Gender differences in violent outcome and risk assessment in adolescent offenders after residential treatment

H. Lodewijks, C. de Ruiter, T. Doreleijers

Research output: Contribution to journalArticleAcademicpeer-review


In light of the increase of violence in female adolescents during the past few decades, not only preventive, but also remedial strategies are important to mitigate this trend. Once high-risk female adolescents enter the juvenile justice system, it is important to be able to use reliable and valid instruments to predict reoffending. However, only a few studies have focused on risk assessment specifically addressing female adolescents. This prospective study examined gender differences in violent recidivism over an average follow-up period of 18 months after discharge, making use of the Dutch version of the Structured Assessment of Violence Risk in Youth (SAVRY). The SAVRY was coded for 35 female adolescents and a comparison sample of 47 male adolescents on the basis of file information before their release. The juvenile court had referred all these juveniles to a juvenile justice facility, because of violent offending and severe behavioral problems. Data on recidivism were retrieved from the Identification Service System of the National Police Services. Significant differences were found between the two gender groups on a number of SAVRY items. The predictive validity of the SAVRY for violent recidivism was good for girls (AUC = .85) and for boys (AUC = .82). However, false positives for girls were found more frequently than for boys. Implications for gender specific risk assessment and risk management in clinical practice are discussed. (PsycINFO Database Record (c) 2009 APA, all rights reserved) (from the journal abstract)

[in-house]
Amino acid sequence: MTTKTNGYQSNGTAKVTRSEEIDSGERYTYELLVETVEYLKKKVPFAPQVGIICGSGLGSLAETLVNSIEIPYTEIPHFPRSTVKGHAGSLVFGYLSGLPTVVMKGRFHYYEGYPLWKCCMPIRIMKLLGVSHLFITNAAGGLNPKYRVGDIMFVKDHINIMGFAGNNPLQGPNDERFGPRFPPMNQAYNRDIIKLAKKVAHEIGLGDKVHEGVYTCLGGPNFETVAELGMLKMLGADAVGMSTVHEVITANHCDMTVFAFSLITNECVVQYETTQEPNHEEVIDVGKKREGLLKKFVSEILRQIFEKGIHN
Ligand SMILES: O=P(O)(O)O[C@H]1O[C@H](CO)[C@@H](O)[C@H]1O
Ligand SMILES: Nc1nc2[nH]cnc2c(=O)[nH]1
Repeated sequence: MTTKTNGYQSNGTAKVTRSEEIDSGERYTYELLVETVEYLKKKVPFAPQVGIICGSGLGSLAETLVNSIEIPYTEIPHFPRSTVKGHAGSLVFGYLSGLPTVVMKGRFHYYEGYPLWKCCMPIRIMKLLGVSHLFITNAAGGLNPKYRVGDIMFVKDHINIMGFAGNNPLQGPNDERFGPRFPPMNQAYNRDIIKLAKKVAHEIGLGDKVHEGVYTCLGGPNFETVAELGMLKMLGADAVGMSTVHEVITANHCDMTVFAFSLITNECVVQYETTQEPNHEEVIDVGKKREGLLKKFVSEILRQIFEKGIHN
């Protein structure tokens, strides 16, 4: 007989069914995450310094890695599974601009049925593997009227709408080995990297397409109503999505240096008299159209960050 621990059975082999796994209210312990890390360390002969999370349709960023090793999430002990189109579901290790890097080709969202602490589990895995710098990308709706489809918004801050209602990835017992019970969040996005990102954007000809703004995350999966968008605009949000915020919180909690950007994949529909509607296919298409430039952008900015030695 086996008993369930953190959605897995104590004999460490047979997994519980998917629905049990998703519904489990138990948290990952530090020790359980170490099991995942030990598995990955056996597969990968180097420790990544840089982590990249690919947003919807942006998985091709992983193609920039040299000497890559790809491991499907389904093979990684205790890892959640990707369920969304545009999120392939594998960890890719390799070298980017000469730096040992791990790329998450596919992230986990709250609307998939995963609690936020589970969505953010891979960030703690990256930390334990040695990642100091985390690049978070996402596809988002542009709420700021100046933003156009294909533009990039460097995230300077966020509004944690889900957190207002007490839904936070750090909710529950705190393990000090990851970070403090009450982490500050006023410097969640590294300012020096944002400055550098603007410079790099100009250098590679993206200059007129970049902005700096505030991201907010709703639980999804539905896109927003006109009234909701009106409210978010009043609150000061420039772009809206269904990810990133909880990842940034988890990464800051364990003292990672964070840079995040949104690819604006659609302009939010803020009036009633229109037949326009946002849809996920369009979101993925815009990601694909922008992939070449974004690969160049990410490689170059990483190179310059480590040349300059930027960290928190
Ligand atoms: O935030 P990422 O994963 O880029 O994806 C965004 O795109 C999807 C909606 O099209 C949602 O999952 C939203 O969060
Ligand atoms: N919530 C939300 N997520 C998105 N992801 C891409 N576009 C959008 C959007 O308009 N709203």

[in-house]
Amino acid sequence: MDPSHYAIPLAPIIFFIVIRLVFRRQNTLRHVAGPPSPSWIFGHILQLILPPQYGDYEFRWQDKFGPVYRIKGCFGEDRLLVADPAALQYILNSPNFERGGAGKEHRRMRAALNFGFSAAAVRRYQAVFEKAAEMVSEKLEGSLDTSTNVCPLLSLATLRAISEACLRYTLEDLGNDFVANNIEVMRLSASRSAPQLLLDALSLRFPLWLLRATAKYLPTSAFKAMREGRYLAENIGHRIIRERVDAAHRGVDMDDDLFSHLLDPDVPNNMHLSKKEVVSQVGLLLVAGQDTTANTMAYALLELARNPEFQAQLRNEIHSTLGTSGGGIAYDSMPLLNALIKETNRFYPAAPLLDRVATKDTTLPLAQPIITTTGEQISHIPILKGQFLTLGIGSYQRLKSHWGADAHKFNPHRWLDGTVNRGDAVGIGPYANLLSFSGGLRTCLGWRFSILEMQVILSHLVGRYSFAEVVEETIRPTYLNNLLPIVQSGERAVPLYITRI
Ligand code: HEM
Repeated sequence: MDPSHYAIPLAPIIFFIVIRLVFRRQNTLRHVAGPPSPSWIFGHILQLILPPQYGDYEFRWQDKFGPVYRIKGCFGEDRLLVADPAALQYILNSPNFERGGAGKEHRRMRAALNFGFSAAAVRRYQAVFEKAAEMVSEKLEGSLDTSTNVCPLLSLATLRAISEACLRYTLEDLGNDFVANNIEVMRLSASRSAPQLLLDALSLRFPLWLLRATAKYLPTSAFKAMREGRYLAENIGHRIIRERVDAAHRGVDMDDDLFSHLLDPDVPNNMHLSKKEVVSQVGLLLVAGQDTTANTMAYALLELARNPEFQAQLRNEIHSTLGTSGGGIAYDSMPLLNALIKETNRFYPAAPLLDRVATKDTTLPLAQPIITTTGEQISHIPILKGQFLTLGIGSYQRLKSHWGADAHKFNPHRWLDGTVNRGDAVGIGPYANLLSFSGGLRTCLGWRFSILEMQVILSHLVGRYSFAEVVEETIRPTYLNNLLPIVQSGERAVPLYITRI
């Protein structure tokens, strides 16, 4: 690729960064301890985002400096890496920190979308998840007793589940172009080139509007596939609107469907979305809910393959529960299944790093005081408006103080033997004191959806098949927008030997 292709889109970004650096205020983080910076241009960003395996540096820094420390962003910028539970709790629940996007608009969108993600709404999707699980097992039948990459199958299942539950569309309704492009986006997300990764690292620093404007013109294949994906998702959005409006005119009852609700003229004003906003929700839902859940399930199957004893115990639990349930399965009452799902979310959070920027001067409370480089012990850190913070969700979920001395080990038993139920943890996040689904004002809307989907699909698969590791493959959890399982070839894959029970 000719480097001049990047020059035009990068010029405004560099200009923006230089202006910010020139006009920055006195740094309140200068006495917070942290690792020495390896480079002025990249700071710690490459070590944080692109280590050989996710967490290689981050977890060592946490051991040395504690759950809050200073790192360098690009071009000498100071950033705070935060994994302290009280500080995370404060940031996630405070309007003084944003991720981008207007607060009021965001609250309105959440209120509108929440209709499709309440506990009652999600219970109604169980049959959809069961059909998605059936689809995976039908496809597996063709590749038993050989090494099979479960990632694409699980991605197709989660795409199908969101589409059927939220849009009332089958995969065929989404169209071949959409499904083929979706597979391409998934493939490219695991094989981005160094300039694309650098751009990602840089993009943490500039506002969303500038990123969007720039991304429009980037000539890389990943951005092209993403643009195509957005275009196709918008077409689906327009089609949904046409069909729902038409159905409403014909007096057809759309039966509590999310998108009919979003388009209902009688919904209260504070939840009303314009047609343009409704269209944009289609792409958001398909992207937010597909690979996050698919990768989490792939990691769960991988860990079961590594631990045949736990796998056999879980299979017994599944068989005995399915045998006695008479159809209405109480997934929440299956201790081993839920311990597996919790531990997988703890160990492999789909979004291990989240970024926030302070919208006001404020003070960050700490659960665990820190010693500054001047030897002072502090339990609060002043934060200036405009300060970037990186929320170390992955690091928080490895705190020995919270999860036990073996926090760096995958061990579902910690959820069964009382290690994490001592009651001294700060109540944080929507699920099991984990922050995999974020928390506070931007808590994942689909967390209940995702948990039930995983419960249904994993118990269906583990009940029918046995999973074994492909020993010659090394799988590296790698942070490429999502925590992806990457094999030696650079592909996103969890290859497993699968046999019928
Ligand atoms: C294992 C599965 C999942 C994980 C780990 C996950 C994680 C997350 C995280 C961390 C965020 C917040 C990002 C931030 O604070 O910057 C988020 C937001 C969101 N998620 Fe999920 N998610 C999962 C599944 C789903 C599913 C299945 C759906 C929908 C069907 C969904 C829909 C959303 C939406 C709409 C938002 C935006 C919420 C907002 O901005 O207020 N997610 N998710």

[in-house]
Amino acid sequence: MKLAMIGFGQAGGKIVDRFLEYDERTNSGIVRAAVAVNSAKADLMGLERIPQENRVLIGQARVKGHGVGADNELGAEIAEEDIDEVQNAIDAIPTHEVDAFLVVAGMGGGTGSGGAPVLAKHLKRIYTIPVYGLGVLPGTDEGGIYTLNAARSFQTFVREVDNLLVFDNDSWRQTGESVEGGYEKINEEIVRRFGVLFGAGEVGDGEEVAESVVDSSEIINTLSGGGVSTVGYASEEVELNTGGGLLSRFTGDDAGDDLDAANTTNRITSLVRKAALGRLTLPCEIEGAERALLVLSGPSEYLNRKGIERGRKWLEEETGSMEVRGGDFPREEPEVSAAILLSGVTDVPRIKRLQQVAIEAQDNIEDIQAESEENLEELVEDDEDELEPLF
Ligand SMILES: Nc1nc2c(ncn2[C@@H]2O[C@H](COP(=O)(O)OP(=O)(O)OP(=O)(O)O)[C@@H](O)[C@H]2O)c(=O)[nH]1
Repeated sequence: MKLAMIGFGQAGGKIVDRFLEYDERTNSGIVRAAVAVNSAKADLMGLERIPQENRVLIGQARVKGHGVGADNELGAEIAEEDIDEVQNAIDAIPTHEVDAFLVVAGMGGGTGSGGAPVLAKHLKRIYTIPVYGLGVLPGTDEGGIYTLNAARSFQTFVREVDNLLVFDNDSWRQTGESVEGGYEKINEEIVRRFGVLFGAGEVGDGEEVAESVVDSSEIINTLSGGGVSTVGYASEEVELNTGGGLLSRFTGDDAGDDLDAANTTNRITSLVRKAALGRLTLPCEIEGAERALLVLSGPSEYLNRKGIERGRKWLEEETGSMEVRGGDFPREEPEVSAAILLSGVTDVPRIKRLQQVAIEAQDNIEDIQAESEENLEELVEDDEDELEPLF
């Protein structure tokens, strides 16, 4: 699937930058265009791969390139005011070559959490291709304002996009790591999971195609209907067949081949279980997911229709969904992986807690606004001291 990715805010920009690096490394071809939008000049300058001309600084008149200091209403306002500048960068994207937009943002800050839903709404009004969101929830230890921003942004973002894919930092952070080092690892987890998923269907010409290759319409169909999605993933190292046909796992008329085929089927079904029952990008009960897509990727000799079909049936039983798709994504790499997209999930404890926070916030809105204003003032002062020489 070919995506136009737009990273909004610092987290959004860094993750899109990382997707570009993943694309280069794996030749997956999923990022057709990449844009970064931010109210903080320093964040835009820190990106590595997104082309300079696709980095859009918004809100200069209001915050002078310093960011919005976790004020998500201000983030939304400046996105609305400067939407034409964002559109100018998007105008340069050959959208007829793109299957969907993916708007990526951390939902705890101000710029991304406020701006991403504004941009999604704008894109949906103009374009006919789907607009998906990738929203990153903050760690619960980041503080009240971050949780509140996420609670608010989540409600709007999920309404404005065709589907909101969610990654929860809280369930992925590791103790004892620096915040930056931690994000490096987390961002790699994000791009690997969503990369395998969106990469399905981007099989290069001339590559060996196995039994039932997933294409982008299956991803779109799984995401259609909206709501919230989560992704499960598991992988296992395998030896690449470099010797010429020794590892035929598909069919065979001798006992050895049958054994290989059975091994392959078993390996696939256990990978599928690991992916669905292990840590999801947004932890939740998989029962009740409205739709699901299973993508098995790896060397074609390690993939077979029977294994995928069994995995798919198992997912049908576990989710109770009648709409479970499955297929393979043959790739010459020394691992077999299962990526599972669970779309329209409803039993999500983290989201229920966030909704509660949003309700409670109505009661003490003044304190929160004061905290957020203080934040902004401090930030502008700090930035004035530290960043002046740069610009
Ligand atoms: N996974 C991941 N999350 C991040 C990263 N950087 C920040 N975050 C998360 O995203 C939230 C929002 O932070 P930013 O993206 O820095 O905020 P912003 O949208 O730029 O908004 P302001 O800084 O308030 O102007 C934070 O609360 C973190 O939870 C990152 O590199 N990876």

Original languageEnglish
Pages (from-to)133-146
JournalInternational Journal of Forensic Mental Health
Issue number2
Publication statusPublished - 1 Jan 2008

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